Voice of the Mid-Columbia | Kennewick, Pasco and Richland, Washington, Wednesday. Novenmber 11, 2009

Tri-City nonprofit to offer after-school classes for 'at-potential' students

By Drew Foster, Herald staff writer

RICHLAND -- Martha Rosenberry spent much of her first year teaching photography part time at New Horizons High School asking herself, "What am I doing?"

Now she's asking, "What more can I do?"

After initially focusing solely on photography, Rosenberry, who owns the photo processing and restoration company Perfect Image, began to weave etiquette and leadership lessons into her instruction. She became convinced her students needed another layer of learning.

Rosenberry's decision to also teach life skills led to creation of the nonprofit Perfect Image Leadership Foundation, which will begin offering a 30-session after-school curriculum for "at-potential students," as she calls them, at New Horizons later this month.

Martha at work

Herald - Martha Rosenberry, owner of Perfect Image in Richland, is setting up the nonprofit Perfect Image Leadership Program, which will offer after-school programs to at-risk youths to teach them life and leadership skills.

" 'At-risk' is so negative," she said Wednesday in explaining her terminology after making a presentation to the Port of Benton commissioners. She had asked the commissioners for future support, which she said could include furniture or office space.

Initial courses will be offered at New Horizons, but Rosenberry hopes to expand the program to school districts throughout the Tri-Cities. Sessions will emphasize self-esteem, teamwork, leadership and professional skills many students don't learn in the classroom or at home.

"The educational system is teaching to the test," she said, adding, "They really do need social skills beyond the classroom environment."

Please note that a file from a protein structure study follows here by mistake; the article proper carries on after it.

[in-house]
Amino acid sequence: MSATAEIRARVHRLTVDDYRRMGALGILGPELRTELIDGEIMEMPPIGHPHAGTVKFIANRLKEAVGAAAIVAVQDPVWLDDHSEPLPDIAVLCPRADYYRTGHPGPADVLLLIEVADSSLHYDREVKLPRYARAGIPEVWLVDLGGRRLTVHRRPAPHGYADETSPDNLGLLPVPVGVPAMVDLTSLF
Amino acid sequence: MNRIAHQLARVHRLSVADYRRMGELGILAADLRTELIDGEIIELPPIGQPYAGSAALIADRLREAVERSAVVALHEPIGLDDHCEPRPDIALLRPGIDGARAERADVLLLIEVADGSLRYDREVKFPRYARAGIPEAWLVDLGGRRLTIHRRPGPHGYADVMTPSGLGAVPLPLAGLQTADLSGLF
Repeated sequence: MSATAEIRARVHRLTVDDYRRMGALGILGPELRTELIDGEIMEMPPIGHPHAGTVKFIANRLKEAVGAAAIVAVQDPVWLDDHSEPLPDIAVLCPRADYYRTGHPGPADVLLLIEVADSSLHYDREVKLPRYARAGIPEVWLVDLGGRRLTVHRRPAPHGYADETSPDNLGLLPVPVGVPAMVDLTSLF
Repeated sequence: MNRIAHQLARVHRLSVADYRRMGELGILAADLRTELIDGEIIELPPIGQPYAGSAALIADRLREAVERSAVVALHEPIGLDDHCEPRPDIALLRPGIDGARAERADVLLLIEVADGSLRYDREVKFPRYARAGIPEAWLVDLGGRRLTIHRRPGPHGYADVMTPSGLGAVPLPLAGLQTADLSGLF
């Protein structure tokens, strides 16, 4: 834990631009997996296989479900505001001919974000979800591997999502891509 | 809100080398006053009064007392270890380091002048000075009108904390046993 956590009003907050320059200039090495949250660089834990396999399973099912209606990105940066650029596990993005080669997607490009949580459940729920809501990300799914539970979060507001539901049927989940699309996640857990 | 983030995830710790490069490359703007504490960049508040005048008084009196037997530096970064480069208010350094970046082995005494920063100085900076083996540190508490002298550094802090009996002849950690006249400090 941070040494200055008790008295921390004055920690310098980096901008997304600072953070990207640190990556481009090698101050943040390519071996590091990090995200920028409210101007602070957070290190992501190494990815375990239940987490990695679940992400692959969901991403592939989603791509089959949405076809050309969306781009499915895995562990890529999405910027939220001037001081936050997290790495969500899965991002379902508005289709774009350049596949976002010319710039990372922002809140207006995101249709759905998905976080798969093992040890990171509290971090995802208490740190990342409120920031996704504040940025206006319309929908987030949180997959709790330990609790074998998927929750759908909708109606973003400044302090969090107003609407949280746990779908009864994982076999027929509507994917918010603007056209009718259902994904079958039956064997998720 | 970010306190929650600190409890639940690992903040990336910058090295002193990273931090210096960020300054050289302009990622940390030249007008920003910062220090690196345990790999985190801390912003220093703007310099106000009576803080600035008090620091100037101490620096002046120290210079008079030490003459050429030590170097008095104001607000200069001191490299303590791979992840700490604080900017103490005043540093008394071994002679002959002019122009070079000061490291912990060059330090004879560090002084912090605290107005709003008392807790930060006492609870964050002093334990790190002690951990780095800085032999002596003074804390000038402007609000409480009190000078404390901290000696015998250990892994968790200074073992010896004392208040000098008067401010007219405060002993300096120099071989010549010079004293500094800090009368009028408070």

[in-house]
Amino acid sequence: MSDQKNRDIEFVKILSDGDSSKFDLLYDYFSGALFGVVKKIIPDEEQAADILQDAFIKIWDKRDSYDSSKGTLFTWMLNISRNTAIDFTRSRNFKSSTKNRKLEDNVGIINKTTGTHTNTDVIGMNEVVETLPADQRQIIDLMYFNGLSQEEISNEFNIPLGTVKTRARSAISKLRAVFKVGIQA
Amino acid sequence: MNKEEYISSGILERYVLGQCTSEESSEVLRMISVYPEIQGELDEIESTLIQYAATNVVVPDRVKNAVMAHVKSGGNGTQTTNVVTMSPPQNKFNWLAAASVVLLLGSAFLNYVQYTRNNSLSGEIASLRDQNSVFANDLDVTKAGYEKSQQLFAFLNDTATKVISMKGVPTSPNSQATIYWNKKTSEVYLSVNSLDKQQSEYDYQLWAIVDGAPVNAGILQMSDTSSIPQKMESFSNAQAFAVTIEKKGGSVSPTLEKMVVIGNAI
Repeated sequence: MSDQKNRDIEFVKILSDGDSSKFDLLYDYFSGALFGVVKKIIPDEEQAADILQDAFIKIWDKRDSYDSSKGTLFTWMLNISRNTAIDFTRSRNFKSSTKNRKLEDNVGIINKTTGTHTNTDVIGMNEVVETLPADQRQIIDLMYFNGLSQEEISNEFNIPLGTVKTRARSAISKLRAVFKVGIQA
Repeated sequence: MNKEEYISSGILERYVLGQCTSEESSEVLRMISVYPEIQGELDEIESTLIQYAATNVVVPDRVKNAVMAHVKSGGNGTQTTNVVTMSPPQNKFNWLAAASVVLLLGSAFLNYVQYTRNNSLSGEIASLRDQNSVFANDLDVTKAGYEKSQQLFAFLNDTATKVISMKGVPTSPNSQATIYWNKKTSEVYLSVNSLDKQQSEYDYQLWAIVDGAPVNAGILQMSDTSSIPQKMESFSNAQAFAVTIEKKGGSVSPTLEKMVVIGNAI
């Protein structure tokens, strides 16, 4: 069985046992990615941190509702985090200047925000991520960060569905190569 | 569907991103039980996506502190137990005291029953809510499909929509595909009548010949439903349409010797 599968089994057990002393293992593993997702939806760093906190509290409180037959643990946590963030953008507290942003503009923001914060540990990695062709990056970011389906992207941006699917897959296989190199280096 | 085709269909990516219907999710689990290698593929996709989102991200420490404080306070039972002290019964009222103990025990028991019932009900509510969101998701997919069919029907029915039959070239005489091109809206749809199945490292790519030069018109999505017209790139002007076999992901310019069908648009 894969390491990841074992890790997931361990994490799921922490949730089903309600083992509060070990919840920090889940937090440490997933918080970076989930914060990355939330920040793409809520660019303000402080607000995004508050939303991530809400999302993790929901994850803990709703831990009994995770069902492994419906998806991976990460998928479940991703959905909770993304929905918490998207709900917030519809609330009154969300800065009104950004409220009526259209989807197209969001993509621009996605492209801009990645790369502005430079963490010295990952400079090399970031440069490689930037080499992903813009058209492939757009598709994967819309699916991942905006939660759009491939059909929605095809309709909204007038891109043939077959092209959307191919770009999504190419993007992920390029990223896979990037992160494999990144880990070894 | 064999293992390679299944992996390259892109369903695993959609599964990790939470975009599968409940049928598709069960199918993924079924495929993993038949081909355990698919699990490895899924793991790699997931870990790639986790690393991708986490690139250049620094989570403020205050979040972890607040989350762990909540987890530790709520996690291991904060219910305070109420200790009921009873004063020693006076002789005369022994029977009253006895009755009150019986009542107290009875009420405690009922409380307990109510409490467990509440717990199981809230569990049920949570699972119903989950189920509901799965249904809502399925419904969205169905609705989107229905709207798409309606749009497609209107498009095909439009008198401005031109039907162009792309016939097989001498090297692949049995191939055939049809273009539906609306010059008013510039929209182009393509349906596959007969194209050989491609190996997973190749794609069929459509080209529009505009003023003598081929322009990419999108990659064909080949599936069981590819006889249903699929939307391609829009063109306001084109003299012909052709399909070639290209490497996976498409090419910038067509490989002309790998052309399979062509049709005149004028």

Those skills can be as simple as a handshake.

When many students first enter her classroom, they offer flat, meager and limp handshakes that barely embrace a few fingers. One of the first lessons she teaches is how to give a proper handshake, a shake that nearly envelops a person's hand and is complete with eye contact.

Kenneth Byers, the foundation's secretary treasurer, expects the program's costs to reach about $850,000 over four years. So far, about $15,000 has been secured in grants, and Byers and Rosenberry plan to pursue more grants and private contributions.

"We're thinking Bill Gates; don't think small," Byers said, explaining how the group plans to ask the Bill & Melinda Gates Foundation for funding.

The program initially is planned to run after school three or four days a week, with each day focusing on a different discipline. Sessions will last between 60 and 90 minutes. Rosenberry expects about 70 participants. Parents also will be involved, taking classes on computer software and other programs that can help them advance professionally.

Including Rosenberry, four trainers will lead the sessions. A fifth is working toward the goal.

Cynthia Rodriguez, an 18-year-old senior at New Horizons, has been in Rosenberry's photography class for two years and is an intern for the foundation and working toward becoming a trainer. Rodriguez said the programs at New Horizons have given her hope, and she looks forward to spreading that positive feeling to other teens.

"Before going into New Horizons, I didn't think we had people who cared about the situations in kids' lives today," she said.

Rodriguez added that she's learned through Rosenberry's classes to focus on what she needs to do to better her own life, instead of just accepting what's thrust her way and putting other people's lives ahead of her own.

"I'm learning to say no," she said.

Rosenberry hopes the foundation's after-school programs can produce more young adults like Rodriguez. "I am so passionate about this," she said.

For more information, go to www.perfectimageleadership.org.

Drew Foster: 585-7207; dfoster@tricityherald.com

back to the Perfect Image Leadership Foundation